They say true art comes when the head, the heart and the hands work together. They must have had British wildlife artist Sarah Trumble in mind when they figured that one out.
I’ve known Sarah for years. She contributed the artwork for Hunting New Zealand, my second hunting book, and we shared a frantically busy stand at New Zealand’s biggest hunting show together during her visit in 2017. That trip included a working holiday visiting galleries and hunting contacts along the way. She’s bright, funny and though she would blush to hear it, talented beyond belief. By the time this goes to press we’ll be finalising images for my third book Hunting — Moments of Truth. And although she has a solid fan base across Australia and New Zealand her background and achievements are not as well known.
Sarah began drawing and painting at a young age, going on to earn an illustration degree at Blackpool and Fylde College of Art and Design. “My tutor was the late David Johnston, a professional parrot and macaw illustrator. He was the first person whose opinion really mattered to me. His art was exceptional but his method was a little unusual. He’d simply do his own work and let us learn by watching. It’s actually a brilliant way to get a student to really concentrate to what choices to make and what techniques they need to master. I must have been pretty keen. He once appeared over my shoulder when I was working on my final dissection piece and said, ‘Nice, you’re looking at a distinction for that.’ I was bowled over, could have hung my brushes up right there!”
Her stage appeared set for a career in illustration but life had other plans. Marriage, two children and work in France all took priority. Many years passed before a strange twist of fate brought life full circle. “The wedding of a friend was coming up and I had no idea what to give him. What do you buy a gamekeeper? In the end I decided that a personal touch would be best so I did a painting of his gun dog and some pheasants. I knew I’d be a bit rusty but gave it a go. The end result was pretty satisfying. More importantly he was chuffed with it.”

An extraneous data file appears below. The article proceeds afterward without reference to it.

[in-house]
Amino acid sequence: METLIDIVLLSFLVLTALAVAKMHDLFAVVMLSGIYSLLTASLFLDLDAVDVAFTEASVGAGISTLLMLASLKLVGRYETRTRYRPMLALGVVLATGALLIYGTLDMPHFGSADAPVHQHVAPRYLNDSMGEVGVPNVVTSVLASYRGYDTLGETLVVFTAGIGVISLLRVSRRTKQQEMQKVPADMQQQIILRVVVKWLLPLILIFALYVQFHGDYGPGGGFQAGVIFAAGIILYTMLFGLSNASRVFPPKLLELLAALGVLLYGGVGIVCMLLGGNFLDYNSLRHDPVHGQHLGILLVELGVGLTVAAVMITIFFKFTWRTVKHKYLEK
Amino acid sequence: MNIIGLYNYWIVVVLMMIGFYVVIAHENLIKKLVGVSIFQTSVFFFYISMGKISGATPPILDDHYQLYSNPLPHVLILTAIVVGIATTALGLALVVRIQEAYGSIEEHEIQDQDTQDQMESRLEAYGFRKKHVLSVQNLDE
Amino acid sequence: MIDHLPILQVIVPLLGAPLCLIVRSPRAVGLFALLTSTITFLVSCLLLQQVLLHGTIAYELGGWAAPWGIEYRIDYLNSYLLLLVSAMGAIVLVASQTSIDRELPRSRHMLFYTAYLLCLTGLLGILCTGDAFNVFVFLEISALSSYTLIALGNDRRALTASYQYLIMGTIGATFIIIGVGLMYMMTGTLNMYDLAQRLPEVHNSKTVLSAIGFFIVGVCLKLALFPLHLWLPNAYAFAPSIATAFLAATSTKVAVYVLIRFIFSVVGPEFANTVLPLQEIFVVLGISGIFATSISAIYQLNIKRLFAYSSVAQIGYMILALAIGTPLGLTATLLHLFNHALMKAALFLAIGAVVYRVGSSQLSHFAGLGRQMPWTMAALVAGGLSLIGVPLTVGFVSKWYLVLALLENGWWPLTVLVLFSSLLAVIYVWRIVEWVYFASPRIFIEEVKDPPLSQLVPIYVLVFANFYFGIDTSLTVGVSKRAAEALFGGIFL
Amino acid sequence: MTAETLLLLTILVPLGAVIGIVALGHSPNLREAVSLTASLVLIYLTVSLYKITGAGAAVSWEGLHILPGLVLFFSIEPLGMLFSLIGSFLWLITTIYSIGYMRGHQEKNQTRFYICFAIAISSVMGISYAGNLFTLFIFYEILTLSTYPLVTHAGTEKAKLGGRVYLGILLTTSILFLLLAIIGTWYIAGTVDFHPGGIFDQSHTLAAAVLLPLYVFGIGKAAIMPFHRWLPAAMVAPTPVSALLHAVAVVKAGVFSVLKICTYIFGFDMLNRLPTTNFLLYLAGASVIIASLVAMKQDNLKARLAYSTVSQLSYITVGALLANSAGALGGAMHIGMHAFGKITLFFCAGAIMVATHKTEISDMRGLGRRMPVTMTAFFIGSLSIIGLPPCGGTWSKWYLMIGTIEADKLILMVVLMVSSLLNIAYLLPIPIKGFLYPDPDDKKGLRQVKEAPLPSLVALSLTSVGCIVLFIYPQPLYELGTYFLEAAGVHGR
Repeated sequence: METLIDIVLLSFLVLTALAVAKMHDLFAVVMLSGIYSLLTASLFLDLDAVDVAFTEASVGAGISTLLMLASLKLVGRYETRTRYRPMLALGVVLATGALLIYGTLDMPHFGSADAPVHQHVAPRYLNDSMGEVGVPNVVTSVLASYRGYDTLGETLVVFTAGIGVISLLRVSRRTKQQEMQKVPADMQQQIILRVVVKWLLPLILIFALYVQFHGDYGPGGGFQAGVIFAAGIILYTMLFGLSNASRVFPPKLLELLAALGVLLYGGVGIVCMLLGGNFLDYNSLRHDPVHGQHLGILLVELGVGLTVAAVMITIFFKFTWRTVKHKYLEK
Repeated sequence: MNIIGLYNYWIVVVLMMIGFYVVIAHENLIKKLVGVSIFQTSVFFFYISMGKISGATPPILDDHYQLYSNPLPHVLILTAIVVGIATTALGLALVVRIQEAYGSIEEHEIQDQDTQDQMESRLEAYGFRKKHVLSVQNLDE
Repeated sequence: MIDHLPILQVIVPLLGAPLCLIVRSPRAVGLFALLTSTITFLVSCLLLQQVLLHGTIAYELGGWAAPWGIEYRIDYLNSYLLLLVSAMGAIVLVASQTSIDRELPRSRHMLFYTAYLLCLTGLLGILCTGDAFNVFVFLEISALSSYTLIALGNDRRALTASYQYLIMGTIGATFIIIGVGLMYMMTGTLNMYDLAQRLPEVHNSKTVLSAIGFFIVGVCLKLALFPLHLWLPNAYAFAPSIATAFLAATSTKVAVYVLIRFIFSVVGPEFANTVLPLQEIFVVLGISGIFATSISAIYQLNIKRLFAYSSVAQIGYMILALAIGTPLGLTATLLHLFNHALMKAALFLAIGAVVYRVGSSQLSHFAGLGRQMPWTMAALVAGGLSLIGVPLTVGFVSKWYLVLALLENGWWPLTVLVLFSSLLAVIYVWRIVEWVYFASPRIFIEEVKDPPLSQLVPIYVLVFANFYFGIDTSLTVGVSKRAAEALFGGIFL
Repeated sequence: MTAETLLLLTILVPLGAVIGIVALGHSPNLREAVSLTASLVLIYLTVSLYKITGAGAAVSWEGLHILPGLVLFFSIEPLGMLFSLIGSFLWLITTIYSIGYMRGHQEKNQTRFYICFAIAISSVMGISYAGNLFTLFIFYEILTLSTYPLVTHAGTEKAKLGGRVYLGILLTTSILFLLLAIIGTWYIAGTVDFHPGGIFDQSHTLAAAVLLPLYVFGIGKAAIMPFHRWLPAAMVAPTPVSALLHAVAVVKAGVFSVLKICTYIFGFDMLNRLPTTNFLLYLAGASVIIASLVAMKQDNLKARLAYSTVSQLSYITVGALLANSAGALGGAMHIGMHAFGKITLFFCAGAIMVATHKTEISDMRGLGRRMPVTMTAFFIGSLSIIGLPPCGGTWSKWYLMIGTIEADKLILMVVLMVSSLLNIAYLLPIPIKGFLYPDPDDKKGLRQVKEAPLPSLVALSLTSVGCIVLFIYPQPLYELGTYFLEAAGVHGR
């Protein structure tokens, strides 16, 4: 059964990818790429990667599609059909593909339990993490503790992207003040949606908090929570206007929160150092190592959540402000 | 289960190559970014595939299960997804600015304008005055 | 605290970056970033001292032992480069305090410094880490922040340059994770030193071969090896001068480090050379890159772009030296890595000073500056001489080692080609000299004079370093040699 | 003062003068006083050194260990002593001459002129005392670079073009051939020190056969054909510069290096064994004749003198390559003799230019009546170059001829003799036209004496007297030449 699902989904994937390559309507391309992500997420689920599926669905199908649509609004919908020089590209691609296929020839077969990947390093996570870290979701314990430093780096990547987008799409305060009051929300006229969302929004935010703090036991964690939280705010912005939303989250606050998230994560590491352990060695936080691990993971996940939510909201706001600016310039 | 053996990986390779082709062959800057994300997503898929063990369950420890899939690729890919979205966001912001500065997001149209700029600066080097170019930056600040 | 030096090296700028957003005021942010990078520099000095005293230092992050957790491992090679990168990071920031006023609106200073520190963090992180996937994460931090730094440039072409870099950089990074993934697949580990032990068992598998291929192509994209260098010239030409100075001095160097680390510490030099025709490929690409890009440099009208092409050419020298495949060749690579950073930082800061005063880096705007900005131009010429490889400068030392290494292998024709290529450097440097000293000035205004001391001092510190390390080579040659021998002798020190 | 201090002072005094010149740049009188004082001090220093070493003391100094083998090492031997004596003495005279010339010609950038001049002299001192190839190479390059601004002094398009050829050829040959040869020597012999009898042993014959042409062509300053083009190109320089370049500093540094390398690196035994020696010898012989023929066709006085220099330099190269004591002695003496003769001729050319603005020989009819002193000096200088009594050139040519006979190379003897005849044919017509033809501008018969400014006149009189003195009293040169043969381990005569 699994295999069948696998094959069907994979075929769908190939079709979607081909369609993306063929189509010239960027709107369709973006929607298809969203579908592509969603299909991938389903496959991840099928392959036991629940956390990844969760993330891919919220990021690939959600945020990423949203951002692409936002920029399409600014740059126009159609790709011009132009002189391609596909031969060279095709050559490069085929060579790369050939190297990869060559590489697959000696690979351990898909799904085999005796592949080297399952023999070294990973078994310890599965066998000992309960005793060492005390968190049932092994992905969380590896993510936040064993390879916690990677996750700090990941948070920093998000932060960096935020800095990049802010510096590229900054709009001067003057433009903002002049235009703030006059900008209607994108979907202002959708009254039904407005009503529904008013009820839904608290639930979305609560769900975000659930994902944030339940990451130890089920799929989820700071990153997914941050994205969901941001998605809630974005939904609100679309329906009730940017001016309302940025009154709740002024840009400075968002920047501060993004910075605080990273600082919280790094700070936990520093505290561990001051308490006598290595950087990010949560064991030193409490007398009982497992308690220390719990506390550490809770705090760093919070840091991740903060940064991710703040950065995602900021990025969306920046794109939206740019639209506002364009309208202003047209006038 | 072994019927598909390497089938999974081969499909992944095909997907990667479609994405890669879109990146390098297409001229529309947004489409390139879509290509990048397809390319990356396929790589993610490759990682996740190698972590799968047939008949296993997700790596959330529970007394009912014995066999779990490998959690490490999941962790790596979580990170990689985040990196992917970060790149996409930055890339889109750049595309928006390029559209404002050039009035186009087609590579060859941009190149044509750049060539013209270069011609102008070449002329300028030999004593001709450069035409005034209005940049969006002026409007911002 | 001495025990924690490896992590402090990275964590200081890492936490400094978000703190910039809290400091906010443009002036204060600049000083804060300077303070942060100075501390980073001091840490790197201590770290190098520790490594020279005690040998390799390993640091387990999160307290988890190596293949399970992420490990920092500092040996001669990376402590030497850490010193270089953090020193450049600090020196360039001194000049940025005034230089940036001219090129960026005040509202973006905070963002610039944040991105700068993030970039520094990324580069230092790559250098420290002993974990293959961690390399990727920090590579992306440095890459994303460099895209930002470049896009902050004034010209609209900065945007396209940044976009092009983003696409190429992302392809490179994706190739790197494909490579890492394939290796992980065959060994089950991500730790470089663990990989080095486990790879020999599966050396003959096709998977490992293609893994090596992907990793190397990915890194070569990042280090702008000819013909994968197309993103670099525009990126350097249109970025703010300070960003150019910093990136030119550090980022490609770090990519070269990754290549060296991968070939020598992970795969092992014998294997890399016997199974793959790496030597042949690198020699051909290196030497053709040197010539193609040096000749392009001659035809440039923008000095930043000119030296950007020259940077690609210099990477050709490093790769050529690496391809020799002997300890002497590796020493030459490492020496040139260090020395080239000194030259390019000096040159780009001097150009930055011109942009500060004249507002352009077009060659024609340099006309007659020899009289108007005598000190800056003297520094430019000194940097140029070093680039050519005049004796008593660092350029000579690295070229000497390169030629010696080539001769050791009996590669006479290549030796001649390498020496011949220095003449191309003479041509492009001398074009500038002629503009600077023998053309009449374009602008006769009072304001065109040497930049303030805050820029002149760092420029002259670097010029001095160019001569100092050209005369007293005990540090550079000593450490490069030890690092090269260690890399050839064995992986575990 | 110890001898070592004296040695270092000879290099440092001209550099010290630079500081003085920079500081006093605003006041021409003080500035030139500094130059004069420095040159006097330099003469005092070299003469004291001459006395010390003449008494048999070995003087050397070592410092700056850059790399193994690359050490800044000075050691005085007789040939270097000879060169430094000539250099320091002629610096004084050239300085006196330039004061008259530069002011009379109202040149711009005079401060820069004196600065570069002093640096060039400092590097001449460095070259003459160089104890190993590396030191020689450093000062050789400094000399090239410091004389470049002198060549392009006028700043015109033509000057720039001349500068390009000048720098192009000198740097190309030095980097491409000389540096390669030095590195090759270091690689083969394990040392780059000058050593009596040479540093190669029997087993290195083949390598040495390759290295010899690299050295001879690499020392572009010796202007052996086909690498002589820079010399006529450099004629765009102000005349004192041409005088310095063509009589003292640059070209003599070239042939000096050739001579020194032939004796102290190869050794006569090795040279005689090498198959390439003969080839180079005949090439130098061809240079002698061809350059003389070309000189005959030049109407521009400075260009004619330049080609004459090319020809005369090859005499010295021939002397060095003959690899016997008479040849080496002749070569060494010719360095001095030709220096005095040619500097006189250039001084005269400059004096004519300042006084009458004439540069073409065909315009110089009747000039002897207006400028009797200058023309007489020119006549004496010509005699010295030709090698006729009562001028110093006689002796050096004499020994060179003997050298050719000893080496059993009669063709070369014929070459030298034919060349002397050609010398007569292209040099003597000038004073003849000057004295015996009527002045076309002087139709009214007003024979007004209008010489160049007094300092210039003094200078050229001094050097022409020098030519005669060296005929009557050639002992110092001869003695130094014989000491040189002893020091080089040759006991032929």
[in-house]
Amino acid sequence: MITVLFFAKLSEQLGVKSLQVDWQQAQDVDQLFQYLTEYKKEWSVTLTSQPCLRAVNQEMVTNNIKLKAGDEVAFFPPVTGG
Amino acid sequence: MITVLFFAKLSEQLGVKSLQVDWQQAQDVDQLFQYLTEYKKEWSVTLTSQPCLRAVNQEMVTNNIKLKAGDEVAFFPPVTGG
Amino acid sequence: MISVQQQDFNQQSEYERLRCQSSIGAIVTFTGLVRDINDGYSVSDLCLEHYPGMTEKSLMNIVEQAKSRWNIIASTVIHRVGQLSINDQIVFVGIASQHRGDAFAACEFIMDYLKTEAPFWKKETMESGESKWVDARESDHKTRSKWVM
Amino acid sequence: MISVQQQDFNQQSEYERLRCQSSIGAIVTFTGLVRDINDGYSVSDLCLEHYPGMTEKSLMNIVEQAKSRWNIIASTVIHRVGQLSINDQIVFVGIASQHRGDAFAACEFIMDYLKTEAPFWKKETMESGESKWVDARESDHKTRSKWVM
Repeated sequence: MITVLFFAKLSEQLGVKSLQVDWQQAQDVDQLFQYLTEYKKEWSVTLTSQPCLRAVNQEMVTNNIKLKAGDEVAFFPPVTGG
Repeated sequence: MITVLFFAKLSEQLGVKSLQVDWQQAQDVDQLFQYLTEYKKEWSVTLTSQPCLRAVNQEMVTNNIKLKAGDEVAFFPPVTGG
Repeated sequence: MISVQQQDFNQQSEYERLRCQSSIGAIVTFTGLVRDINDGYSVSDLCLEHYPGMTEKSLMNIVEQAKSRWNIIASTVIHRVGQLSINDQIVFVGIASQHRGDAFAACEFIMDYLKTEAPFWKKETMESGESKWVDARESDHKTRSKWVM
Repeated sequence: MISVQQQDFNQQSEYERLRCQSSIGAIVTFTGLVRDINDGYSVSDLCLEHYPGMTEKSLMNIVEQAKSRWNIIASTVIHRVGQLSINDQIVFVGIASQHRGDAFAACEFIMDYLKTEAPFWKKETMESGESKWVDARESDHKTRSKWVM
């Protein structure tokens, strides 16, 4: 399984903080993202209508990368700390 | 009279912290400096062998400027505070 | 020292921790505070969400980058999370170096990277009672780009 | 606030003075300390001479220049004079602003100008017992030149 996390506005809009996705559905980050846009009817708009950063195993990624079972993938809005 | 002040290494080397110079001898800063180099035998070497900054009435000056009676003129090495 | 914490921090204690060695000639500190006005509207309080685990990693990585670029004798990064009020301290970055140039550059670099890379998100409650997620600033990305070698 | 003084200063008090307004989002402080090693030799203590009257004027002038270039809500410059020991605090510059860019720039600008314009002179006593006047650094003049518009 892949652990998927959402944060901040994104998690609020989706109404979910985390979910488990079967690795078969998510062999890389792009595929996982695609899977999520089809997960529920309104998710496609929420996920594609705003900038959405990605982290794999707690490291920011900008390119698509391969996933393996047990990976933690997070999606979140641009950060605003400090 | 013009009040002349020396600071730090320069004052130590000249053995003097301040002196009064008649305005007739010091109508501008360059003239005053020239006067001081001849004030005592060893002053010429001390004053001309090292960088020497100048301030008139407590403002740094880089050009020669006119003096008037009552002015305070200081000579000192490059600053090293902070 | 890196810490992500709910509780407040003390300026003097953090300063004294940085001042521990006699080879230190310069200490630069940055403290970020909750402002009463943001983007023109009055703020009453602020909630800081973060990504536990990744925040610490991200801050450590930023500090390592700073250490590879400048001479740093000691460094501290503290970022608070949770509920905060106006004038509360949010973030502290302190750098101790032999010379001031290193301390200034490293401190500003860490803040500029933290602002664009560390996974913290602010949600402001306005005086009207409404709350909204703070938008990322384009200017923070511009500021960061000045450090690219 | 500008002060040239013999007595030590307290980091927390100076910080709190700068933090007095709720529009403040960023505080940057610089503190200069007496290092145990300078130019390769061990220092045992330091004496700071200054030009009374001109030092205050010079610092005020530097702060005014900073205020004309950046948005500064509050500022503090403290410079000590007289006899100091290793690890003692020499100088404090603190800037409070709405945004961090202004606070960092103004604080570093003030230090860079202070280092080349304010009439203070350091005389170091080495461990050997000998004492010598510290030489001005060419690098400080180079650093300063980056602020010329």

The story didn’t end there. “Months later my friend saw a piece of game art at a local auction, hinting I should have a crack at something similar. I knew straight away how it should look. A dear man (and a deer man) he gave me a roebuck skull and antlers to work from. I drafted up a few ideas, and without telling me he sent my drawings to the International Council for Game and Wildlife Conservation. It was really well received. The next thing I knew I was back into illustrating, just like that.”
After that first roe deer she hasn’t looked back. Watercolours of red, fallow and sika stags, tahr, chamois, rusa, sambar, mouflon, wild boar, ibex, elk and even warthog, the list goes on. Each of the beautiful and incredibly precise works is created from her home base in Somerset.
Sarah has a deep attraction to subjects like trout and deer. “What’s not to love? Both are beautiful. They’re poles apart in painting technique and colour palette, which is why doing them gives me so much pleasure. A chital stag I did not long ago is a good example. I especially appreciate that hunters are very technically-minded about game animals and anatomy. They know their subjects and recognise the attention to detail involved. They’re also happy to tell me if I get something wrong, which makes me work harder to get it exactly right. I haven’t done a lot of trout or salmon until recently. Once I got going it turned out to be a real joy. The trout prints and calendars have been particularly popular.”
For all these reasons Sarah’s work is one of unyielding attention to detail. “The animal’s eyes need to be watching me. Occasionally I’m really into a painting, working very close, but stepping back I’ve been met with the wrong gaze. This takes time to fix as watercolour doesn’t offer many places to hide, but that’s part of the job. Everything has to be just right, but the eyes most of all.”
Not long ago Sarah donated a print for auction to support the New Zealand Tahr Foundation when tension over culling issues ran white hot. “The hunting fraternity has been very kind to me, providing lots of support and encouragement. It felt like the right thing to do to lend some help.”
Sarah’s business has expanded from prints and commissions to now include cards, calendars, even Christmas paper. The work never ends but it’s obvious that she doesn’t mind a bit. “The Deer of Australia was a limited edition run, right now I’m into a new red stag portrait and will continue with my Trophy Guidelines and Deer of the World book. I get a lot of requests for commissions and many are wonderful species, some of which I haven’t seen before. It has opened up a world for me that I never really knew existed. I really am living the dream.”
Find Sarah on
Contributed by Pete Ryan